My Dvar Torah - Sarah Cranko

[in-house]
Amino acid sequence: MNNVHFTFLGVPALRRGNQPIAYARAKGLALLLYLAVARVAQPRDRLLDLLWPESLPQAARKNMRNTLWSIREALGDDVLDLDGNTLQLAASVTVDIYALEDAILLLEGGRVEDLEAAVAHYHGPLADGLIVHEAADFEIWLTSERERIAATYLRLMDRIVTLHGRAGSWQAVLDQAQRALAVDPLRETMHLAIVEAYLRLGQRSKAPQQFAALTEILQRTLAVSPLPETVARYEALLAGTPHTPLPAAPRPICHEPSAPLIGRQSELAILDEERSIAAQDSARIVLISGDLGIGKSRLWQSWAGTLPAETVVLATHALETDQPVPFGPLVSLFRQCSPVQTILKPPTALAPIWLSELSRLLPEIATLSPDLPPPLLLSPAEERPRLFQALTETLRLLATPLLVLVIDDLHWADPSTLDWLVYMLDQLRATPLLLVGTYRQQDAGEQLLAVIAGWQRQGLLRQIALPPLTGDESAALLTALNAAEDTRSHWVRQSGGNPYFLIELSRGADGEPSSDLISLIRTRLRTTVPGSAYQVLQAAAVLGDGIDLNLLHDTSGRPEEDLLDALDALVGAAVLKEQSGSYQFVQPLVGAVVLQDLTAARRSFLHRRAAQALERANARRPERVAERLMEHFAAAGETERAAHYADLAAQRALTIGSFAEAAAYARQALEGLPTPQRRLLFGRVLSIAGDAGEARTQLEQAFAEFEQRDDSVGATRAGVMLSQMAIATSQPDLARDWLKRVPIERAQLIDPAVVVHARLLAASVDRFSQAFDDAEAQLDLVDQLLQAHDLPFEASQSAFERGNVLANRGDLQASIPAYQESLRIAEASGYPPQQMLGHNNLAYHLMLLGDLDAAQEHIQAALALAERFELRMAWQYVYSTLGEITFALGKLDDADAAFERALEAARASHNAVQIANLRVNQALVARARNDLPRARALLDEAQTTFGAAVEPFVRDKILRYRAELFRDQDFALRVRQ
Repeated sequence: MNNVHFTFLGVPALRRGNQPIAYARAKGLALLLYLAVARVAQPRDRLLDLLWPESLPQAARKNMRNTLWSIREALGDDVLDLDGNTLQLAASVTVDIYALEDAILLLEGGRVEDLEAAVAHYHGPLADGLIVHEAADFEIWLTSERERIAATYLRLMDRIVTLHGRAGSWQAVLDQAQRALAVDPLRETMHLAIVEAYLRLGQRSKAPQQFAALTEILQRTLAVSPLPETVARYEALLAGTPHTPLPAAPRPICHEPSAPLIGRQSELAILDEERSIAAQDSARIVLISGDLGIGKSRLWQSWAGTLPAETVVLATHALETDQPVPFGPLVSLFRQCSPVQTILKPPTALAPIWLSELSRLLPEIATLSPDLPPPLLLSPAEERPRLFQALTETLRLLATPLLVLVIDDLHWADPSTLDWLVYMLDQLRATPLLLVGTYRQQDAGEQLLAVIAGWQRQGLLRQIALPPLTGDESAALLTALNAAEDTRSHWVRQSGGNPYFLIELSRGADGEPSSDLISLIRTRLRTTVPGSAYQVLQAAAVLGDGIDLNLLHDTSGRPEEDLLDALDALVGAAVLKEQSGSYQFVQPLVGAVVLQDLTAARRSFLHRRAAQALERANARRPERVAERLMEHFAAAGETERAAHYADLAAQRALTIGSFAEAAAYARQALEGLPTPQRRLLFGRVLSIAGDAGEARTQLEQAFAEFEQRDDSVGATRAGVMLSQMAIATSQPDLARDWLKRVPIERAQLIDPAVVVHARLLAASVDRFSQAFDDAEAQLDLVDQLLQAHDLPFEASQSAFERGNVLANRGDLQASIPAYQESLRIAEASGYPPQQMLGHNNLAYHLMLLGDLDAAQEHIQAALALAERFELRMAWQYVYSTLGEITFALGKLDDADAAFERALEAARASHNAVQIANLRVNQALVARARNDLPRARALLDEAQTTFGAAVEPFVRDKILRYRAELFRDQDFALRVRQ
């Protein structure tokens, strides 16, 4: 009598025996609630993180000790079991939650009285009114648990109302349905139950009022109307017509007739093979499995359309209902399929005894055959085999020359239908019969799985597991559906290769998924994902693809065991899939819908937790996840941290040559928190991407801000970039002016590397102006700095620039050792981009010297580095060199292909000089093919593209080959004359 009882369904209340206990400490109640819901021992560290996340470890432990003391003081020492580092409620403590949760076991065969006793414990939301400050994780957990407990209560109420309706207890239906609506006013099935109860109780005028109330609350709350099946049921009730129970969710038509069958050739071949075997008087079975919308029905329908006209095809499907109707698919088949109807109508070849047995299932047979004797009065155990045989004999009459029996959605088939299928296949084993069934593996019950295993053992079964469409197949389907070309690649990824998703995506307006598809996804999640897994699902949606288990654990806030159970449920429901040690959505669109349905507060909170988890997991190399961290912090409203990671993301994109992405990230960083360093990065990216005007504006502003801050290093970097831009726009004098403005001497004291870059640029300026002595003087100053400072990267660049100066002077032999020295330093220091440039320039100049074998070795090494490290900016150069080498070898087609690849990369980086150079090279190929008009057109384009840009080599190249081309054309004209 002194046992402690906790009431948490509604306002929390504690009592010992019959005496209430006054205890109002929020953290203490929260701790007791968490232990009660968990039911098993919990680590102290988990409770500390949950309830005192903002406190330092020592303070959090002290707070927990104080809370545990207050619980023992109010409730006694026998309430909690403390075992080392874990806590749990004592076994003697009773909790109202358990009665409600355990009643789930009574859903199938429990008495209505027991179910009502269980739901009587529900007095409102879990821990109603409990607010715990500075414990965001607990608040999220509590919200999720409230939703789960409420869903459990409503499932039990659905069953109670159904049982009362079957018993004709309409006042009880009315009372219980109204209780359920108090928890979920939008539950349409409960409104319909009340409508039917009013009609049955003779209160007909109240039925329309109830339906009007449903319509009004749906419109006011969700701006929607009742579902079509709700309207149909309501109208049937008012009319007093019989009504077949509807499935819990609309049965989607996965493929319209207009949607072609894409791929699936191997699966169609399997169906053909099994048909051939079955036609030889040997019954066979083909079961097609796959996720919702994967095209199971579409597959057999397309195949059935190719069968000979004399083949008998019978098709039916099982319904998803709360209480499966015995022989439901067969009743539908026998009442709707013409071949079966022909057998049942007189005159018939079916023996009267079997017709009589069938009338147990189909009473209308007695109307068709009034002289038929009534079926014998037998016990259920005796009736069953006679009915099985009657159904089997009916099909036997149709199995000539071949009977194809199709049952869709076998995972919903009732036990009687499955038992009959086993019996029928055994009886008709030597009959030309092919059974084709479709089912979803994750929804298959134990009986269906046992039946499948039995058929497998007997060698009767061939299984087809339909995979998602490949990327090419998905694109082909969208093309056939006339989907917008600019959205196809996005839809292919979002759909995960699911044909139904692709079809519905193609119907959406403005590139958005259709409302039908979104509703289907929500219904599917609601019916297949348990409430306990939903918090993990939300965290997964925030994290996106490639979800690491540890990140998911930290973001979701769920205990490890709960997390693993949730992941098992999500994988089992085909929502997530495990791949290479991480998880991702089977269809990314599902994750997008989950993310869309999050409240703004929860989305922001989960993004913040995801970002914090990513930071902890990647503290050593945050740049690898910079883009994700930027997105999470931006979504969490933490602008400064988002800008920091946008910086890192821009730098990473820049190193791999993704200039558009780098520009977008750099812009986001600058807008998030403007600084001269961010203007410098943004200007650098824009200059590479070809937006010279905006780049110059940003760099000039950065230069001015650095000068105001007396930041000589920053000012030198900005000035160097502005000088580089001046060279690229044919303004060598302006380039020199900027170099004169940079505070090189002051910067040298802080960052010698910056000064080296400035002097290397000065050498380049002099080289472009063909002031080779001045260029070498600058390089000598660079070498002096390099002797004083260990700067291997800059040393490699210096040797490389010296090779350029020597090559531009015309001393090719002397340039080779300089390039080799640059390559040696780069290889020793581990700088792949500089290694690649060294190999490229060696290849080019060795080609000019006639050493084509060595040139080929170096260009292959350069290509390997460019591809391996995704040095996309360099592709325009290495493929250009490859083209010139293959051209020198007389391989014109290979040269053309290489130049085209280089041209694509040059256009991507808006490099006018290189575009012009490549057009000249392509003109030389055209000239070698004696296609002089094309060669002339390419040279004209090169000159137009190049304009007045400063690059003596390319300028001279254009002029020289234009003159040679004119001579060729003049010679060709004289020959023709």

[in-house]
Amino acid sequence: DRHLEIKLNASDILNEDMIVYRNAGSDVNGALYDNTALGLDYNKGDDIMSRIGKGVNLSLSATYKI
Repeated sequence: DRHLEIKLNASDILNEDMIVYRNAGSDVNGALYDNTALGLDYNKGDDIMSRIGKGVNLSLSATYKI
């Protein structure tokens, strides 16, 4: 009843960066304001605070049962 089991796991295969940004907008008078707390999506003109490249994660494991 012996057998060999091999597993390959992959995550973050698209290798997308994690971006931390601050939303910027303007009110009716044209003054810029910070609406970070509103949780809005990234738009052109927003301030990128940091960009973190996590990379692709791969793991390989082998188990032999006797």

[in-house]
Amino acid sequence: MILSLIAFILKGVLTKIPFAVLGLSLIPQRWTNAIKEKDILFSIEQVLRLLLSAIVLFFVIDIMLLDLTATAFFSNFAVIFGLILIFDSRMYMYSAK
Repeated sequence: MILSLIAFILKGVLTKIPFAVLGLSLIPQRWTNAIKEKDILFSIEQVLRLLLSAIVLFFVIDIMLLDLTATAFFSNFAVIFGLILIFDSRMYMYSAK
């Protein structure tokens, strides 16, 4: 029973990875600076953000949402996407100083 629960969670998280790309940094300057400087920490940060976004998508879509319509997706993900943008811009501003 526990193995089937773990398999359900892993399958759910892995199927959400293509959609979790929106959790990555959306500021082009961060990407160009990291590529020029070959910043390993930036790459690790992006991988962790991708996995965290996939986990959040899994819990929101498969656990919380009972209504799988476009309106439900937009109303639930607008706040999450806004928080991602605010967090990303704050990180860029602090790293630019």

My torah portion is called Shmini, which is in the third book of the torah called vajikra in Hebrew or Leviticus in English. My parshah talks about the different types of sacrifices and rules that go with it. It also talks about kashrut, what foods we may and may not eat, basically our dietary laws. There is a whole long explanation about what animals we may or may not eat but there is no logical reason except the verse, ‘because I the Eternal am your God, you shall sanctify yourselves and be holy, for I am Holy.’ Why is Holy an answer? The word HOLY used, is the word kadosh, the same root of the word is used for Kiddush, the blessing made over wine on Shabbat. When we say the Kiddush we are making the wine holy, by honoring it and using it for Shabbat. We separate it from the normal, everyday wine. In fact, the whole Torah talks a lot about separating, knowing the difference between the good and the bad. We distinguish things all the time in our daily lives. Sweet and sour, black and white, then more complicated things such as who we do like and who we don’t. Judaism revolves a lot around being different; there are all sorts of rules and complicated laws that we are supposed to follow in the torah, but why are they there? [PAUSE] It makes us holy, like the Kiddush wine, we are different, separated from the rest of the population. But is this a good or bad thing? Should we celebrate difference? I think we should, difference is a difficult topic. It leads to all sorts of issues. I used to be at Herzlia, where everyone came from similar Jewish background. I then moved to Wynberg Girls where some of the children were underprivileged or from difficult backgrounds. It really opened my eyes to the world as I hadn’t been exposed to all these different cultures before. I am now in grade 9, my second year of high school at Westerford. Westerford to me is amazing, it has more cultures than you can think of, so many different types of people and there are therefore so many things to learn. Although everyone is so different there is no problem with the attitude towards one another, we have almost no problems with bullying at school. Sadly this is not always the case. At many schools or in other situations the different one is picked on and bullied. Jews have always been different with things such as their clothing style and dietary choices. This has caused us to be picked on since even before the Roman times. Jews are proud people, we are proud of our religion and our tradition which make us unique. Sadly this has caused us to be the perfect victim of blame and dislike. Anti-Semitism has existed for a long time, and people have found different reasons to discriminate against Jews. Back to the point, should we be different? Or should we celebrate sameness? Or celebrate the sameness in our difference? It’s not only about how other people see us, it is also how we look out and see the world. We should not block others out with the pride that we are Jewish and that they aren’t. We should accept them and welcome them into our lives to learn new and different perspectives on things. A lot of people don’t realize the way they act towards people who are different, maybe excluding them or treating them with arrogance. Although I think it is good to be different, so many people seem to want to be the same, such as following the latest fashion statement. People always try and fit in, it is part of our nature, but I think we should strive to be different, to think differently, find new ideas and new perspectives to whatever life throws at us. Especially since 0.01% of the South African population are Jewish, and half of those are girls, and probably less than half of those girls will have a Progressive bat mitzvah. But then if I zoom out and think of all my friends here at Temple Israel who are doing their bnei mitzvah and then all of the people in our congregation, I see that I will always be the same even though I am different, even if it is just that so many of us are addicted to chocolate. But actually, if you look at the bigger picture, we are all bound by the fact that we are part of the human race.Going back to the wine – what is the difference between the wine in the bottle and the wine in the Kiddush cup? The only difference is that you made a blessing over it. The wine is actually the same, until you decide to make it different. In the same way, it’s how we see other people and ourselves. Because every person that you meet is in some way the same as you. But they might think, feel and react differently. So getting to my question about whether we should celebrate sameness or difference, we should celebrate the sameness in our difference and the difference in our sameness.Shabbat Shalom

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